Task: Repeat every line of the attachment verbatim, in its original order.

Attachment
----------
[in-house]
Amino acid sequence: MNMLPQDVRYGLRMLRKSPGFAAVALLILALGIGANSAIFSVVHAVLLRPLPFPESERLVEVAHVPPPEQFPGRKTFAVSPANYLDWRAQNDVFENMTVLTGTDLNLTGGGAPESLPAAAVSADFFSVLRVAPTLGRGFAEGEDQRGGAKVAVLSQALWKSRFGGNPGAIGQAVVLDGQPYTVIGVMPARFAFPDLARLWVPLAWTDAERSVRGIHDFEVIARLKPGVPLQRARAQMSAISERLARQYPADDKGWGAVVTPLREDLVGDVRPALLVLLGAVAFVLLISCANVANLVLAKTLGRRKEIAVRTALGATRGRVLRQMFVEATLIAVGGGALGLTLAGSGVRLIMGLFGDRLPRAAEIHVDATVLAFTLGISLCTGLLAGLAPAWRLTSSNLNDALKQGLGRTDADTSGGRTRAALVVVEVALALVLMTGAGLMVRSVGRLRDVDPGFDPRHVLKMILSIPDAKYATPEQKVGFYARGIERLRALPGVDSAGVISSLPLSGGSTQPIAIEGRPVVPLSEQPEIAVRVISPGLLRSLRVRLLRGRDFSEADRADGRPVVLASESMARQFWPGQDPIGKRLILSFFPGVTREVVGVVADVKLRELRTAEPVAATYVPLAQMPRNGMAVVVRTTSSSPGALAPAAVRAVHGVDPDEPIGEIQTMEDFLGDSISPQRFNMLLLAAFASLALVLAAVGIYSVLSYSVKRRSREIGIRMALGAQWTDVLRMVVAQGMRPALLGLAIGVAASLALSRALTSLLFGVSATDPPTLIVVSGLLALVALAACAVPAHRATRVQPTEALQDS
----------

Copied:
[in-house]
Amino acid sequence: MNMLPQDVRYGLRMLRKSPGFAAVALLILALGIGANSAIFSVVHAVLLRPLPFPESERLVEVAHVPPPEQFPGRKTFAVSPANYLDWRAQNDVFENMTVLTGTDLNLTGGGAPESLPAAAVSADFFSVLRVAPTLGRGFAEGEDQRGGAKVAVLSQALWKSRFGGNPGAIGQAVVLDGQPYTVIGVMPARFAFPDLARLWVPLAWTDAERSVRGIHDFEVIARLKPGVPLQRARAQMSAISERLARQYPADDKGWGAVVTPLREDLVGDVRPALLVLLGAVAFVLLISCANVANLVLAKTLGRRKEIAVRTALGATRGRVLRQMFVEATLIAVGGGALGLTLAGSGVRLIMGLFGDRLPRAAEIHVDATVLAFTLGISLCTGLLAGLAPAWRLTSSNLNDALKQGLGRTDADTSGGRTRAALVVVEVALALVLMTGAGLMVRSVGRLRDVDPGFDPRHVLKMILSIPDAKYATPEQKVGFYARGIERLRALPGVDSAGVISSLPLSGGSTQPIAIEGRPVVPLSEQPEIAVRVISPGLLRSLRVRLLRGRDFSEADRADGRPVVLASESMARQFWPGQDPIGKRLILSFFPGVTREVVGVVADVKLRELRTAEPVAATYVPLAQMPRNGMAVVVRTTSSSPGALAPAAVRAVHGVDPDEPIGEIQTMEDFLGDSISPQRFNMLLLAAFASLALVLAAVGIYSVLSYSVKRRSREIGIRMALGAQWTDVLRMVVAQGMRPALLGLAIGVAASLALSRALTSLLFGVSATDPPTLIVVSGLLALVALAACAVPAHRATRVQPTEALQDS